Repression of p63 and induction of EMT by mutant RAS in mammary epithelial cells

Kathryn E. Yoh, Kausik Regunath, Asja Guzman, Seung Min Lee, Neil T. Pfister, Olutosin Akanni, Laura J. Kaufman, Carol Prives, Ron Prywes

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39 Citations (Scopus)


The p53-related transcription factor p63 is required for maintenance of epithelial cell differentiation. We found that activated forms of the Harvey Rat Sarcoma Virus GTPase (H-RAS) and phosphatidylinositol-4,5-bisphosphate 3-kinase catalytic subunit alpha (PIK3CA) oncogenes strongly repress expression of ΔNp63α, the predominant p63 isoform in basal mammary epithelial cells. This regulation occurs at the transcriptional level, and a short region of the ΔNp63 promoter is sufficient for repression induced by H-RasV12. The suppression of ΔNp63α expression by these oncogenes concomitantly leads to an epithelial-tomesenchymal transition (EMT). In addition, the depletion of ΔNp63α alone is sufficient to induce EMT. Both H-RasV12 expression and ΔNp63α depletion induce individual cell invasion in a 3D collagen gel in vitro system, thereby demonstrating how Ras can drive the mammary epithelial cell state toward greater invasive ability. Together, these results suggest a pathway by which RAS and PIK3CA oncogenes induce EMT through regulation of ΔNp63α.

Original languageEnglish
Pages (from-to)E6107-E6116
JournalProceedings of the National Academy of Sciences of the United States of America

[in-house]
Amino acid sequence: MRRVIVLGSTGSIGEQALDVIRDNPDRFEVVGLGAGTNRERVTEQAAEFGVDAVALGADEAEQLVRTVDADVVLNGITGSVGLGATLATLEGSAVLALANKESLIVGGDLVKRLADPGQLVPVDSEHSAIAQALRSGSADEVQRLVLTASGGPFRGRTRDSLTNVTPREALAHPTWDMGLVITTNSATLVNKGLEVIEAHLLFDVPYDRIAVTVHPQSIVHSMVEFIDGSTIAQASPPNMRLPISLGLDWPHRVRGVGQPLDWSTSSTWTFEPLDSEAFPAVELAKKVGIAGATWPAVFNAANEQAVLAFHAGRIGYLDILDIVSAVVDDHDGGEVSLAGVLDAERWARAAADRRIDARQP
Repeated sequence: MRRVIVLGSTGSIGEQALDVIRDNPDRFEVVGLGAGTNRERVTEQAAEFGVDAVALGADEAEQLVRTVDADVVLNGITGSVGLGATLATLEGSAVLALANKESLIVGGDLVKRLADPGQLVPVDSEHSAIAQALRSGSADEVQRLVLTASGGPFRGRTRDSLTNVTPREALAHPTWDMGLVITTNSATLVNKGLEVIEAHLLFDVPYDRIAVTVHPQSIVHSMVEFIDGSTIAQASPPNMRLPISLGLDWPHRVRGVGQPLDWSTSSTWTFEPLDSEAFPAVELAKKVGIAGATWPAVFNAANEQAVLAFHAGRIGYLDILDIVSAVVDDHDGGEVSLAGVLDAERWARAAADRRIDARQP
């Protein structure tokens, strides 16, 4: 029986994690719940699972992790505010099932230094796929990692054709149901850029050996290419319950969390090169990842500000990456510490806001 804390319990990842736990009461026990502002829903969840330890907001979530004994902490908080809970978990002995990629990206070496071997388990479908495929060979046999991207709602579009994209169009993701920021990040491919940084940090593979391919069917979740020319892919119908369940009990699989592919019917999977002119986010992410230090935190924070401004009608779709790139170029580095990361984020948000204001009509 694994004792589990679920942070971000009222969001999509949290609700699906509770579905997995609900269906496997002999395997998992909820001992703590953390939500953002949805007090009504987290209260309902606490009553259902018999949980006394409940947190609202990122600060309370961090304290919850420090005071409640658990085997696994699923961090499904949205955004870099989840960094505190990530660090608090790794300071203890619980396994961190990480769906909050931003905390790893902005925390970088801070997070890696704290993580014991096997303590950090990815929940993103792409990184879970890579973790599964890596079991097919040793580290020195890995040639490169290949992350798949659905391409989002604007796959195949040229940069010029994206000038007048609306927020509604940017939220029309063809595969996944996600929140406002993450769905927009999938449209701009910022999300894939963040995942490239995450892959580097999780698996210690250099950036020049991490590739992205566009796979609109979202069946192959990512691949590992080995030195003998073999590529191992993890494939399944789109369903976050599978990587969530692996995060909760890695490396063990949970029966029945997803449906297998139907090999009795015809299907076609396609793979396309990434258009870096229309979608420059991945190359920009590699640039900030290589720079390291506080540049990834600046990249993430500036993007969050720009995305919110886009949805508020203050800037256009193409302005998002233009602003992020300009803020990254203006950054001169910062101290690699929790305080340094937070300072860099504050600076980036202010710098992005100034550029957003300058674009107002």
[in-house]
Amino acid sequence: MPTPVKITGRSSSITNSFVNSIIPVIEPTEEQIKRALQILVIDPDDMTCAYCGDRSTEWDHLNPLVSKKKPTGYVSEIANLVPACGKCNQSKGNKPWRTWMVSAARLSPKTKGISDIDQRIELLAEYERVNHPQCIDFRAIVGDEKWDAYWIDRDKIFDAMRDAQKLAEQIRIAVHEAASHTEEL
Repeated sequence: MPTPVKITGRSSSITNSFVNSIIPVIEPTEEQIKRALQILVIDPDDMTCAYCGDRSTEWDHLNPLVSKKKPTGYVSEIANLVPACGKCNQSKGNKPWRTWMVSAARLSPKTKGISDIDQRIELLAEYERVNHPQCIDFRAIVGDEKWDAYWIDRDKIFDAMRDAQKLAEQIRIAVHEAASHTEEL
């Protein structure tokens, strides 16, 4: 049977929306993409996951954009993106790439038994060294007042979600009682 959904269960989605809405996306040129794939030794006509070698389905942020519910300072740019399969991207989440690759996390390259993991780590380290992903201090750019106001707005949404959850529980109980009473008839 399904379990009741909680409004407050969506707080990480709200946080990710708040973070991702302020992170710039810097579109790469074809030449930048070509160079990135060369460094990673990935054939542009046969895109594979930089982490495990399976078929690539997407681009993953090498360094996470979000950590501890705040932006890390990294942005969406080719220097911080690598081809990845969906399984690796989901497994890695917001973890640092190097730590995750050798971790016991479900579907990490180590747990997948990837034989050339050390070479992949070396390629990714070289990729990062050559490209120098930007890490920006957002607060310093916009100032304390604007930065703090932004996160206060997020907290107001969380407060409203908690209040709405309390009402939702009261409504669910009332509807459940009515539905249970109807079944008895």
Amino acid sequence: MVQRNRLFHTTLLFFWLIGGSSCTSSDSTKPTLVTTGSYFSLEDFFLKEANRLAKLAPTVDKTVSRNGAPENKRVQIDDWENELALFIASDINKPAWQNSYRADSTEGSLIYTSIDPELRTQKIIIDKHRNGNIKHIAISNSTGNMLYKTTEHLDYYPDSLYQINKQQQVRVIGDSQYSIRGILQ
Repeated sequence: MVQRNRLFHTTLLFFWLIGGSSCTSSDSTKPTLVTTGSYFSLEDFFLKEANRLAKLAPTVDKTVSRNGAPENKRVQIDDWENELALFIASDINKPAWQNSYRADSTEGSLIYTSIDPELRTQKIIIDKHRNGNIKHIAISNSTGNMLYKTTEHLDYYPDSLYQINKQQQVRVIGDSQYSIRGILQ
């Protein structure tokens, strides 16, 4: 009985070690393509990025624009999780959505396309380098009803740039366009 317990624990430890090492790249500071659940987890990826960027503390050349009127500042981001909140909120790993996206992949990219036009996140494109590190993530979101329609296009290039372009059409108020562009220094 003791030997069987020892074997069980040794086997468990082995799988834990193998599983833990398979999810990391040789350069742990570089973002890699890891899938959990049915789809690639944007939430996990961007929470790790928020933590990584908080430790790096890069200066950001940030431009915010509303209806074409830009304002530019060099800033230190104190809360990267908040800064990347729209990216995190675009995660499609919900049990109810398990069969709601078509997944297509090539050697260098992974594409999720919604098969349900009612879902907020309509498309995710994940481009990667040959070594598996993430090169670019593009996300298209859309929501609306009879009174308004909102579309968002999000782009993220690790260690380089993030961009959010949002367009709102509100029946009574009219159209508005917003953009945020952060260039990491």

Issue number41
Publication statusPublished - 2016 Oct 11

Bibliographical note

Funding Information:
We thank Drs. Ella Freulich, Yan Zhu, Wen Zhou, and members of the C.P. and R.P. laboratories for assistance and advice. We thank Dr. Scott Lowe for the pBabepuro, pBabepuro-H-RasV12, and LMP vectors and Phoenix-Ampho cells. We thank Dr. Rosalie Sears for the MCF10A-TR cells and Dr. Kumiko Ui-Tei for the E-cadherin minimal reporter. We thank Dr. Antonio Costanzo for the gift of the -3,000 ΔNp63 promoter construct. We acknowledge the Texas Advanced Computing Center at The University of Texas at Austin for providing access to the high-performance computing system Stampede and the Pittsburgh Supercomputing Center for the Blacklight system. This work was supported by NIH Grant P01 CA87497. This work used the Extreme Science and Engineering Discovery Environment (XSEDE), which is supported by National Science Foundation Grant ACI-1053575. The XSEDE computational grant (to C.P. and K.R.) helped support data analysis carried out on the Stampede and Blacklight supercomputers.

All Science Journal Classification (ASJC) codes

  • General


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